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US Pulls F-22 Raptor from the Paris Airshow

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posted on Jun, 18 2009 @ 05:38 AM

Originally posted by Harlequin
reply to post by WestPoint23

the F22 HAS been to a red flag - you posted about it yourself!

and yes , it was the flankers there were sitting there listening to

Thanks for that, I thought I remember WestPoint23 posting how well the F22 did at Red Flag and I'm sure he mentioned it on other threads as well.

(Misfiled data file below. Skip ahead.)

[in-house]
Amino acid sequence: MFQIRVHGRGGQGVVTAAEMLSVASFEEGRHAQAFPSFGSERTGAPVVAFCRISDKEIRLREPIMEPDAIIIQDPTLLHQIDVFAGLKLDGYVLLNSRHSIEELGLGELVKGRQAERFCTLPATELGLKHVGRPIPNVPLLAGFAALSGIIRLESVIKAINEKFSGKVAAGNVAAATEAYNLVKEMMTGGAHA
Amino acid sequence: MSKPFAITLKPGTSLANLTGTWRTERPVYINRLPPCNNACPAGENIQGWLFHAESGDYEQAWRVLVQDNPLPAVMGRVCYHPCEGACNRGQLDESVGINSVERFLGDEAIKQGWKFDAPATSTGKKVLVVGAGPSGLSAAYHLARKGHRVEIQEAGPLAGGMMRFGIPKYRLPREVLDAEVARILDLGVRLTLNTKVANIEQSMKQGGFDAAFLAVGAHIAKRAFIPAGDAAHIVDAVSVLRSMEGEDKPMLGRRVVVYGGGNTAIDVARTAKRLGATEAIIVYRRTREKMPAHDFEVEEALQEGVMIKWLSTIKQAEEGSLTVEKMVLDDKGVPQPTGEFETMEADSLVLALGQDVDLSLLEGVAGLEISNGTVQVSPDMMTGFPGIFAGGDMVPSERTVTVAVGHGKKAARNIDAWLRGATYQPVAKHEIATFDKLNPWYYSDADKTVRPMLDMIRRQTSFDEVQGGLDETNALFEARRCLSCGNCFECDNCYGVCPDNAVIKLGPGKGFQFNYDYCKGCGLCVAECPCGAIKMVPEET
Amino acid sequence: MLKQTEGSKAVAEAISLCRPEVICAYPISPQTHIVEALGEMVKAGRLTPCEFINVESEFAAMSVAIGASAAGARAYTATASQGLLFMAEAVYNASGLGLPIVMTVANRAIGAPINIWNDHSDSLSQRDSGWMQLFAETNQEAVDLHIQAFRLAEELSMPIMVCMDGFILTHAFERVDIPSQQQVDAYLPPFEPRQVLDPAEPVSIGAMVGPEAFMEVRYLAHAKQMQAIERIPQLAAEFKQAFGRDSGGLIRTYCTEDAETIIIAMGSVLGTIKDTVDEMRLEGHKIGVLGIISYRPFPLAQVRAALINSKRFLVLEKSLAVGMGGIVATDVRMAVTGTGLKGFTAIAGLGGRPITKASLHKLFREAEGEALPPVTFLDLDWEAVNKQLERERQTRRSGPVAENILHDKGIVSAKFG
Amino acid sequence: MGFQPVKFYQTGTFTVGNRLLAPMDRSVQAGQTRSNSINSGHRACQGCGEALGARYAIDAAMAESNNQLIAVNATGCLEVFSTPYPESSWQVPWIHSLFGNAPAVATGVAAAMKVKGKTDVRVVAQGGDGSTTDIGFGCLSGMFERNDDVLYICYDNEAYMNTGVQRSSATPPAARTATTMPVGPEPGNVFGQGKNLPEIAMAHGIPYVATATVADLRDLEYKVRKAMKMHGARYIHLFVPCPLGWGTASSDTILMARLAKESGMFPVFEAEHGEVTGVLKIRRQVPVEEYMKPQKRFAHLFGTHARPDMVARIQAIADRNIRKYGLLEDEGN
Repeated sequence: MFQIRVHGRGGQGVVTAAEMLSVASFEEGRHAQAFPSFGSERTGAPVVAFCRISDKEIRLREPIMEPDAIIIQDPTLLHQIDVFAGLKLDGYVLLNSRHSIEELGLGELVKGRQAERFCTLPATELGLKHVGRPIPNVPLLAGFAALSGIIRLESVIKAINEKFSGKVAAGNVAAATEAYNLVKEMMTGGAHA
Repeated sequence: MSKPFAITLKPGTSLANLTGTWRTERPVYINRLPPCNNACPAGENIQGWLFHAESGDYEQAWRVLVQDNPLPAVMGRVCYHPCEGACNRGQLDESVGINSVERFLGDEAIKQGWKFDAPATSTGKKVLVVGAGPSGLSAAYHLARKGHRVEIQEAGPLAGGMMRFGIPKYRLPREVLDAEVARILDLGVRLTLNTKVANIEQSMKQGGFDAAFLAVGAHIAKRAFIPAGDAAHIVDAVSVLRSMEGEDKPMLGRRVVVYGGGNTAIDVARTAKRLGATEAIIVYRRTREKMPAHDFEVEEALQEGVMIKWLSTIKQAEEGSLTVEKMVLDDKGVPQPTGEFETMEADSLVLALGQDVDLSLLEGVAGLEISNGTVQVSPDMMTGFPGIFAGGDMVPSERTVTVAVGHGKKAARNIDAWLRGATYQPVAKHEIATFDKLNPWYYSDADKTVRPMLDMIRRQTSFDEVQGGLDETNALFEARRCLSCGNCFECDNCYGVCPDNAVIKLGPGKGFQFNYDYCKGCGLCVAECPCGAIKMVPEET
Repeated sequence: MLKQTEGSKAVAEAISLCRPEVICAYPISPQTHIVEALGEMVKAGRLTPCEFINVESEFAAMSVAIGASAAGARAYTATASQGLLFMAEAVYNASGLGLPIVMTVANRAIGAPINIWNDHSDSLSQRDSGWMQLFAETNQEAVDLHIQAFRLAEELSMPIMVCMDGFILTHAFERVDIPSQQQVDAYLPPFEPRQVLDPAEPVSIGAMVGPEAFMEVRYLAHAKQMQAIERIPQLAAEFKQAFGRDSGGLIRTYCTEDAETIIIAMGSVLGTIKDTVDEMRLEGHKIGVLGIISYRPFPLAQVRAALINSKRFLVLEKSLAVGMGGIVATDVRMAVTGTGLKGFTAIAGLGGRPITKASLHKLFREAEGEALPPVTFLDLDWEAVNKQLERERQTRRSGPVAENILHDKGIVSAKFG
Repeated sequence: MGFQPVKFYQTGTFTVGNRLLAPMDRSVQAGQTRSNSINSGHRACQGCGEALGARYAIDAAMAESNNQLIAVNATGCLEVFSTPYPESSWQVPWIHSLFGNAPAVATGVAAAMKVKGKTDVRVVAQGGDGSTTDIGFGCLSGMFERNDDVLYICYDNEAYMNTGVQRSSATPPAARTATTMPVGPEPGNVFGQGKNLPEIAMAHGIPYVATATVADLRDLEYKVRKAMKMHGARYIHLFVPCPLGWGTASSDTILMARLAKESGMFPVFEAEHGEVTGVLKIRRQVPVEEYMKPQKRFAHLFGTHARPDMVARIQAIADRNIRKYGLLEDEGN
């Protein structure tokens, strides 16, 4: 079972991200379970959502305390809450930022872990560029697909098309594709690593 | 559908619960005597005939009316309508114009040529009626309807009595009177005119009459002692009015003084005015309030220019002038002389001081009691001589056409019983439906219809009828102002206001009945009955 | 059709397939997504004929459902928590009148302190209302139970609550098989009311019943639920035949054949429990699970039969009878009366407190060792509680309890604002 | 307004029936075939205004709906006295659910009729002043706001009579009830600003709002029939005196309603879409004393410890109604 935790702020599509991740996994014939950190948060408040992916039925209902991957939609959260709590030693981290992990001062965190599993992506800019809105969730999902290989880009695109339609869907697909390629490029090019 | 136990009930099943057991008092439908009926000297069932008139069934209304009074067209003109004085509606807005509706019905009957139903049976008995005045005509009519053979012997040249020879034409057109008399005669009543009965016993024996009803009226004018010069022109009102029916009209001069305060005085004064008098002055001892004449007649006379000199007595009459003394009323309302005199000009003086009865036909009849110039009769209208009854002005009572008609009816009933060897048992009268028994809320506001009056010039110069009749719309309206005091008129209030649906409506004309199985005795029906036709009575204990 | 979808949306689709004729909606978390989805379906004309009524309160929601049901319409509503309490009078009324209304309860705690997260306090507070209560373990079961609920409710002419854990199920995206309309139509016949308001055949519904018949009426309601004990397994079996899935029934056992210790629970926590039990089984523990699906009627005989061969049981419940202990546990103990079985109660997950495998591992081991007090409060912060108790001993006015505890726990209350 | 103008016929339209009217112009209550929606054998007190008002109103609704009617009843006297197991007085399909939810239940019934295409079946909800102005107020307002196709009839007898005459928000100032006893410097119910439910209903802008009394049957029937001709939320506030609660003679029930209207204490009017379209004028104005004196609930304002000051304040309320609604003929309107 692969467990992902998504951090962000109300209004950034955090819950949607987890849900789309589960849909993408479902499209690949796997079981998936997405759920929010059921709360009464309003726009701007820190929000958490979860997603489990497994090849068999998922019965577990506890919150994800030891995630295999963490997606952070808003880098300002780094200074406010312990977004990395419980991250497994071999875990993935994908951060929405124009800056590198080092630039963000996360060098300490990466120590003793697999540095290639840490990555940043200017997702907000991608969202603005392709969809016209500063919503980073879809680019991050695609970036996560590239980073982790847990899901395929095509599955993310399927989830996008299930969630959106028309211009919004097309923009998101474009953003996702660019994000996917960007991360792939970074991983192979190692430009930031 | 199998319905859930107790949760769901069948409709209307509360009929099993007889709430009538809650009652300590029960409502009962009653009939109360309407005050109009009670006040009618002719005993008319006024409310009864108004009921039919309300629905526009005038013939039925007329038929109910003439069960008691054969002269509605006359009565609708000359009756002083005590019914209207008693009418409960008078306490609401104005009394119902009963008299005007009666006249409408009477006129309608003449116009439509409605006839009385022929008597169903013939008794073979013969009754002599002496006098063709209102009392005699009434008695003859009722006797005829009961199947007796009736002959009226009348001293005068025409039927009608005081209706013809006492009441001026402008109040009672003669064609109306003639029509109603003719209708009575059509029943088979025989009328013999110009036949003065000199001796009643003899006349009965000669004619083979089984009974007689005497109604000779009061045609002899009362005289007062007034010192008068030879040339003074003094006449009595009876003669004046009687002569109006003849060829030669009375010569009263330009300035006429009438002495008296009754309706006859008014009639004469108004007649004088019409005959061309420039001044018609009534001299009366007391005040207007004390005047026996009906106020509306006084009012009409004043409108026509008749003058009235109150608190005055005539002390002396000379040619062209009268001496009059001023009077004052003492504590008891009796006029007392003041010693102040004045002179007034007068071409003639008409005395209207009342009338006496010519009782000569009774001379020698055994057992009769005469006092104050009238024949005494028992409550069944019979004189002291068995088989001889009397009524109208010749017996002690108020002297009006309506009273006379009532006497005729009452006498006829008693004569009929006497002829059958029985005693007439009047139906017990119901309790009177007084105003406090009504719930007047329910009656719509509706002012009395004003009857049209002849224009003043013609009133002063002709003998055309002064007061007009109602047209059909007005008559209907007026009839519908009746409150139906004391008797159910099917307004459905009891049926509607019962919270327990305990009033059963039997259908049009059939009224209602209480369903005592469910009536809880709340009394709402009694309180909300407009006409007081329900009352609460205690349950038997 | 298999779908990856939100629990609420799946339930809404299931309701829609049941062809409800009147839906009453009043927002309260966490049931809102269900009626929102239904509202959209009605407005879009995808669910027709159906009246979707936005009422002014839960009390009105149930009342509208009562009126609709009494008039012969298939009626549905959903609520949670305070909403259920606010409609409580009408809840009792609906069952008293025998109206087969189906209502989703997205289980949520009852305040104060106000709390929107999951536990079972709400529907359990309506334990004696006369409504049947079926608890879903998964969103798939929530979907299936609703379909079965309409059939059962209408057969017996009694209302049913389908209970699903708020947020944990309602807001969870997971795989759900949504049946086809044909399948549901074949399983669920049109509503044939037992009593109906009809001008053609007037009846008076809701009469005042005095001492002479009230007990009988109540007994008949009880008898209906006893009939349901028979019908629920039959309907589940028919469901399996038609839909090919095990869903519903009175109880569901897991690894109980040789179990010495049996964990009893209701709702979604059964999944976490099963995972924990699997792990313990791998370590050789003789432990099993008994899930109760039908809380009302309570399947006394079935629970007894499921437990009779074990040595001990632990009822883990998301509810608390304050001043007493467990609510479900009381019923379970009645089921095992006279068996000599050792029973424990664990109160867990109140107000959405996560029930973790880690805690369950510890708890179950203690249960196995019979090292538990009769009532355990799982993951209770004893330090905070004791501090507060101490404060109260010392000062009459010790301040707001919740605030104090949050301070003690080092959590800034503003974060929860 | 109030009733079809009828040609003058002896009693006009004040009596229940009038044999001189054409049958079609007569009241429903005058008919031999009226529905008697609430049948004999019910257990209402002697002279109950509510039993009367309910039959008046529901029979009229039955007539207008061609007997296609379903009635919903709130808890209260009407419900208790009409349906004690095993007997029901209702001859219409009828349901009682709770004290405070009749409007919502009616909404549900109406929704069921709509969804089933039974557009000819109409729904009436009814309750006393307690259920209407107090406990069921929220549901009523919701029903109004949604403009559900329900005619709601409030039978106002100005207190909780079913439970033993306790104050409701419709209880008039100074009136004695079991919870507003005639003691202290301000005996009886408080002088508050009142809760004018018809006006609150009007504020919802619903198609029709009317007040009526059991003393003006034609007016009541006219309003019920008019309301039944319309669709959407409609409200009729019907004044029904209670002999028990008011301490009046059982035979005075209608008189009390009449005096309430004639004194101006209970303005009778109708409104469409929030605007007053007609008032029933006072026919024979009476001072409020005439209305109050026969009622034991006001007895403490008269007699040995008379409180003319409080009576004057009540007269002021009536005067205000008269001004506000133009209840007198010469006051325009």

To expand The F22s attended the Red Flag at the beginning of the year (2008) where the Rafales attended the one in August, I believe the 2 Red Flags inbetween are US only.

It depends on the exercise if the Rafales were performing a strike role I would presume they would try to avoid contact and just hit there target.

There's not much US aircraft flying at the RIAT this year either just 1 flying, more static, does anybody know if there much US presence at non US airshows this year.

posted on Jun, 18 2009 @ 11:04 AM

Originally posted by Harlequin
the F22 HAS been to a red flag - you posted about it yourself!

This is correct. I meant the F-22 has not been to a Red Flag where French aircraft were present. On a side note, have no problem, apparently, sending Raptors into a Flag with British and Australian participation.